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Non-surgical sterilization method offers potential for neutering male dogs

Known as 'zeutering' because of the use of Zinc, this non-surgical castration is inexpensive and less invasive than surgery. This could be a cost-effective option for many shelters. It will be interesting to see whether its use grows across the U.S. 


Last month, Multnomah County Animal Services launched a trial using Zinc neutering, a new way of neutering male dogs. image from

The Troutdale shelter is the first agency in the Portland metro area to offer the procedure, and the trial garnered interest from as far away as the U.K.

The process is a non-surgical castration procedure. “Zeutering,” as it is sometimes known, consists of locally injecting a compound of Zinc gluconate and arginine, which destroys sperm-producing cells without greatly impacting hormone levels. Proponents say it’s a much cheaper and less invasive alternative to surgery.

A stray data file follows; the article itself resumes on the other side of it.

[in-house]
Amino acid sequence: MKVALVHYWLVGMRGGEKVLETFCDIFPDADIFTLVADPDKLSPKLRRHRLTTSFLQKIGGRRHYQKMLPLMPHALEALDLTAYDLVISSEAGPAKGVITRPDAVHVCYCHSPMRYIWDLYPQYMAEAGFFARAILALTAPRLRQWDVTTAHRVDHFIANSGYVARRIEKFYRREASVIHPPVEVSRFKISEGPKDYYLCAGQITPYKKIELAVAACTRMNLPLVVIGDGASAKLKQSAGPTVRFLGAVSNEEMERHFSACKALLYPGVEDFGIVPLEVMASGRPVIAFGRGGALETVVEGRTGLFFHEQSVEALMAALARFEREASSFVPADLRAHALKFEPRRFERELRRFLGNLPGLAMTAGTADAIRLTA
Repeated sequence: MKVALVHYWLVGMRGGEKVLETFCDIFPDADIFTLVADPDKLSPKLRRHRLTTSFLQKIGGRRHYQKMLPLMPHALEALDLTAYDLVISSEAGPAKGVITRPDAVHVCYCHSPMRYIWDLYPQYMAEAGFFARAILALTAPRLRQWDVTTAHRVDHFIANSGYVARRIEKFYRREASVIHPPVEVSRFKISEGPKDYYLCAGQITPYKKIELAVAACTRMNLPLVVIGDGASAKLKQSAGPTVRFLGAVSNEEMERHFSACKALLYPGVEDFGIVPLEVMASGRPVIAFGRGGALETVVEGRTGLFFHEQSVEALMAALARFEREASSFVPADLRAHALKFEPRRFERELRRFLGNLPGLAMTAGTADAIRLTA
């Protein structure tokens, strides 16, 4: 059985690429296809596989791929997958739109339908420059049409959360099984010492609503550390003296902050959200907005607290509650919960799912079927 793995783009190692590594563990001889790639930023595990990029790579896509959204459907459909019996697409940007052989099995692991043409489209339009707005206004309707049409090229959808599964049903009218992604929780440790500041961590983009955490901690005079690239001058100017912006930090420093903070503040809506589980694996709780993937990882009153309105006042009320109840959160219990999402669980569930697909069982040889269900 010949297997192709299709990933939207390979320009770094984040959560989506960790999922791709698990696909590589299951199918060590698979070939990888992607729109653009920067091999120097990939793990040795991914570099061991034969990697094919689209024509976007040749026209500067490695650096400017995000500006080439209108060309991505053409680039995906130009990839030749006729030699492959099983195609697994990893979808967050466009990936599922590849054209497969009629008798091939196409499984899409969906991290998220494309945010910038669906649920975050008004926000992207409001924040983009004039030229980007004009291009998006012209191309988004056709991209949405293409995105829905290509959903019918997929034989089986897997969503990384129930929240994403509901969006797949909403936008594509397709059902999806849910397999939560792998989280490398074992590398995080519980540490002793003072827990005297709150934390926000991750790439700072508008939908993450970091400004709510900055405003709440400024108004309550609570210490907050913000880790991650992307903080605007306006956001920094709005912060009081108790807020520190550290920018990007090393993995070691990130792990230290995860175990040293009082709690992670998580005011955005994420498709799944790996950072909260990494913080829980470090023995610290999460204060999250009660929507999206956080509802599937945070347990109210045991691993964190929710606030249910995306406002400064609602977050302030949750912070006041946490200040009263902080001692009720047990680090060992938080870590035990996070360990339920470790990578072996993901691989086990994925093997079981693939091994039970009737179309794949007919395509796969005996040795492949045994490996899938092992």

“I think it’s great to have it as an option, especially for people who don’t want their dogs surgically castrated,” says MCAS veterinarian Dr. Meghan Romney.

Romney is among only six veterinarians in Oregon trained in the procedure and about 30 to 40 nationwide, says Dr. Byron Maas of Bend Veterinary Clinic in Bend.

Maas is also a master trainer with Ark Sciences, the company that developed the compound. It’s known as Zeuterin in the United States and as Esterisol in Mexico, Bolivia, Panama and Colombia (in Colombia, it also has approval for use in cats).

Zeuterin recently received approval by the U.S. Food and Drug Administration for use in dogs between the ages of three and 10 months old. Approval for use in all dogs ages three months and older is pending.

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